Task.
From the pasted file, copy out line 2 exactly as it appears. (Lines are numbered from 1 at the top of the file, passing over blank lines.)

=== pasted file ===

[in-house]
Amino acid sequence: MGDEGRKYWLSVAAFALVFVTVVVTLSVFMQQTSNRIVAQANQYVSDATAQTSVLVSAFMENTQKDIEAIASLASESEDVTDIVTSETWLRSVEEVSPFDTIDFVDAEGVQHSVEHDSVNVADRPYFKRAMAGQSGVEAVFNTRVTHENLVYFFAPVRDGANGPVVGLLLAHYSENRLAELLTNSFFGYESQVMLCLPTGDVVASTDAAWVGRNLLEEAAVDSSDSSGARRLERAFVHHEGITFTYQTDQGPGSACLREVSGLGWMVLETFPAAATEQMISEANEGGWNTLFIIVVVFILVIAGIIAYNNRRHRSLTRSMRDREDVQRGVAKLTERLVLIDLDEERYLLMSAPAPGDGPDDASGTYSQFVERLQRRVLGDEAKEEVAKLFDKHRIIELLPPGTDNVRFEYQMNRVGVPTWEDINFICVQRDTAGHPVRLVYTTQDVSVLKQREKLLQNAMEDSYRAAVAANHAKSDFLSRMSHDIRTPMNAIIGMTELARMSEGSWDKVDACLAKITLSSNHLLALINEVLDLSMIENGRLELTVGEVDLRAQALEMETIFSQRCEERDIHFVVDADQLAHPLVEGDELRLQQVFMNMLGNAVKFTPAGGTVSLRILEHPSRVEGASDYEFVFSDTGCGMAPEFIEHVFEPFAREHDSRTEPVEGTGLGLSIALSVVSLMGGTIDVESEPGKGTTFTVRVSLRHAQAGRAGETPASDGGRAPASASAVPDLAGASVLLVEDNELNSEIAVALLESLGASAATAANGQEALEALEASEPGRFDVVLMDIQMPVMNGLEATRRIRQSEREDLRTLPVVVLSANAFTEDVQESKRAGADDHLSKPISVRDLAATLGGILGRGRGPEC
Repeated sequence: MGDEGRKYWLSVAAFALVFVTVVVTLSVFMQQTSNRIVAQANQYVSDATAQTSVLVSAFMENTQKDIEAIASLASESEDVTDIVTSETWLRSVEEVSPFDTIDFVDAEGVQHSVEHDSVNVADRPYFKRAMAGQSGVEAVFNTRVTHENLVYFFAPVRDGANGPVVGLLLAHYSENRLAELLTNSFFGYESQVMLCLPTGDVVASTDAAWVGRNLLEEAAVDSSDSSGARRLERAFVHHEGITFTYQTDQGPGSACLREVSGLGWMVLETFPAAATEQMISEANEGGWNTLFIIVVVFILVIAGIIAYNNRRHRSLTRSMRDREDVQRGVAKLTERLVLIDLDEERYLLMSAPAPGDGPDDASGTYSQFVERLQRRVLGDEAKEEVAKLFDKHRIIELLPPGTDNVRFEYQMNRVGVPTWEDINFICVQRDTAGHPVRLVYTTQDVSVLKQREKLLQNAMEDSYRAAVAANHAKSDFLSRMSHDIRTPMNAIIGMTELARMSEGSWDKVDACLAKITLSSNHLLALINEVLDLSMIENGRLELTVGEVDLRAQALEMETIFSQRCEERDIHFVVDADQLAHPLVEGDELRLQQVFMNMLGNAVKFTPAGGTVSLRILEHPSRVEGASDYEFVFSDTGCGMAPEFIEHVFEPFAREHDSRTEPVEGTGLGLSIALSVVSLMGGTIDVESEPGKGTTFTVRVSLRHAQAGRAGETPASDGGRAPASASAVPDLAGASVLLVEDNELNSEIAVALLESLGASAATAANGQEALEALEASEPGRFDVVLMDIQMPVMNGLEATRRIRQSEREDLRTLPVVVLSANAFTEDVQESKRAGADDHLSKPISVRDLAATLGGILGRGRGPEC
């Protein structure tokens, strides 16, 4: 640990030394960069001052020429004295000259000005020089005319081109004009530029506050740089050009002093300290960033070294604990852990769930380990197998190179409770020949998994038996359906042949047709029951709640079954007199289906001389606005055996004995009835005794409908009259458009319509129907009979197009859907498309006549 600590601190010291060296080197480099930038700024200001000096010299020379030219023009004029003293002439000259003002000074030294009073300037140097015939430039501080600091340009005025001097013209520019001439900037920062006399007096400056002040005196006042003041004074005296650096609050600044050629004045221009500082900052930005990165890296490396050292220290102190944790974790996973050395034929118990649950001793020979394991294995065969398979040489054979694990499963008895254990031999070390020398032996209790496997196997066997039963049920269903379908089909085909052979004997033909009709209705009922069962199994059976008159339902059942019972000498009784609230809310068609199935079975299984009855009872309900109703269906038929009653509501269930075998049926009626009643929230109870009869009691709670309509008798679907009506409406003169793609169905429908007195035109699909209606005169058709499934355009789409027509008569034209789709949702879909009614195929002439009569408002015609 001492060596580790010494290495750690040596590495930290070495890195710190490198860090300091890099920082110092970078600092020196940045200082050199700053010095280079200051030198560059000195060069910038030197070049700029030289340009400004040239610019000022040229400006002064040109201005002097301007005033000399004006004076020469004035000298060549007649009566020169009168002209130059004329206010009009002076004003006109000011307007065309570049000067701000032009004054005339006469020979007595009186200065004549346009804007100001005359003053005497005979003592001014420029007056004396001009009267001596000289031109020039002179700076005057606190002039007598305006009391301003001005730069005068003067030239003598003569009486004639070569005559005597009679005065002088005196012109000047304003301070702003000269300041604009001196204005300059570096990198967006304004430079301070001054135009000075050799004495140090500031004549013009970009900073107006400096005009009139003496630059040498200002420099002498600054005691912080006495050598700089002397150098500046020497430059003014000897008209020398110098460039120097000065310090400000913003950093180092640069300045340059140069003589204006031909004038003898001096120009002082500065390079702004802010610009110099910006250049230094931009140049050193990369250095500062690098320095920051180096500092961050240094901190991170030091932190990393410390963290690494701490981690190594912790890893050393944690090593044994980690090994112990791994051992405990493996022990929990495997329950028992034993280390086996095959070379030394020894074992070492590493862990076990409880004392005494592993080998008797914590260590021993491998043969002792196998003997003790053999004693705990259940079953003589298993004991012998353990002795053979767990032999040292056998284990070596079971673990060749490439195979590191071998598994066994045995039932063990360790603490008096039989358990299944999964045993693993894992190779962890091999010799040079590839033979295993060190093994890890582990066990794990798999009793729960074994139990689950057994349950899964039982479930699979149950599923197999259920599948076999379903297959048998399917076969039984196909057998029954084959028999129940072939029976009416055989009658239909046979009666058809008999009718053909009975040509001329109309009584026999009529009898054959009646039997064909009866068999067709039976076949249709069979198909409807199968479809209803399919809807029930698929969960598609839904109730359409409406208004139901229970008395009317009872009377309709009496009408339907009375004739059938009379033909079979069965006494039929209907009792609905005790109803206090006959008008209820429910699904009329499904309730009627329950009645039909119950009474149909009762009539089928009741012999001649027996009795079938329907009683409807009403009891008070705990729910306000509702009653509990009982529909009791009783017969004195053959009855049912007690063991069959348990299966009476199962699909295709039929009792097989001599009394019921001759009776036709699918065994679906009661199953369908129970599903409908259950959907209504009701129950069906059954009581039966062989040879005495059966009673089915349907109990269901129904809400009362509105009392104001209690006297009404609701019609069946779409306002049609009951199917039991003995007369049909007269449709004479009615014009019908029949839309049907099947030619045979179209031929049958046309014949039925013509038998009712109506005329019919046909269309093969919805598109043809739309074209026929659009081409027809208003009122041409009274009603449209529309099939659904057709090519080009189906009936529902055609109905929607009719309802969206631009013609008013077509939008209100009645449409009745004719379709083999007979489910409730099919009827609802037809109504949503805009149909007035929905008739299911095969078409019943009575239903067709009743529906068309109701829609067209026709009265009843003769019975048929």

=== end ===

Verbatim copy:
Amino acid sequence: MGDEGRKYWLSVAAFALVFVTVVVTLSVFMQQTSNRIVAQANQYVSDATAQTSVLVSAFMENTQKDIEAIASLASESEDVTDIVTSETWLRSVEEVSPFDTIDFVDAEGVQHSVEHDSVNVADRPYFKRAMAGQSGVEAVFNTRVTHENLVYFFAPVRDGANGPVVGLLLAHYSENRLAELLTNSFFGYESQVMLCLPTGDVVASTDAAWVGRNLLEEAAVDSSDSSGARRLERAFVHHEGITFTYQTDQGPGSACLREVSGLGWMVLETFPAAATEQMISEANEGGWNTLFIIVVVFILVIAGIIAYNNRRHRSLTRSMRDREDVQRGVAKLTERLVLIDLDEERYLLMSAPAPGDGPDDASGTYSQFVERLQRRVLGDEAKEEVAKLFDKHRIIELLPPGTDNVRFEYQMNRVGVPTWEDINFICVQRDTAGHPVRLVYTTQDVSVLKQREKLLQNAMEDSYRAAVAANHAKSDFLSRMSHDIRTPMNAIIGMTELARMSEGSWDKVDACLAKITLSSNHLLALINEVLDLSMIENGRLELTVGEVDLRAQALEMETIFSQRCEERDIHFVVDADQLAHPLVEGDELRLQQVFMNMLGNAVKFTPAGGTVSLRILEHPSRVEGASDYEFVFSDTGCGMAPEFIEHVFEPFAREHDSRTEPVEGTGLGLSIALSVVSLMGGTIDVESEPGKGTTFTVRVSLRHAQAGRAGETPASDGGRAPASASAVPDLAGASVLLVEDNELNSEIAVALLESLGASAATAANGQEALEALEASEPGRFDVVLMDIQMPVMNGLEATRRIRQSEREDLRTLPVVVLSANAFTEDVQESKRAGADDHLSKPISVRDLAATLGGILGRGRGPEC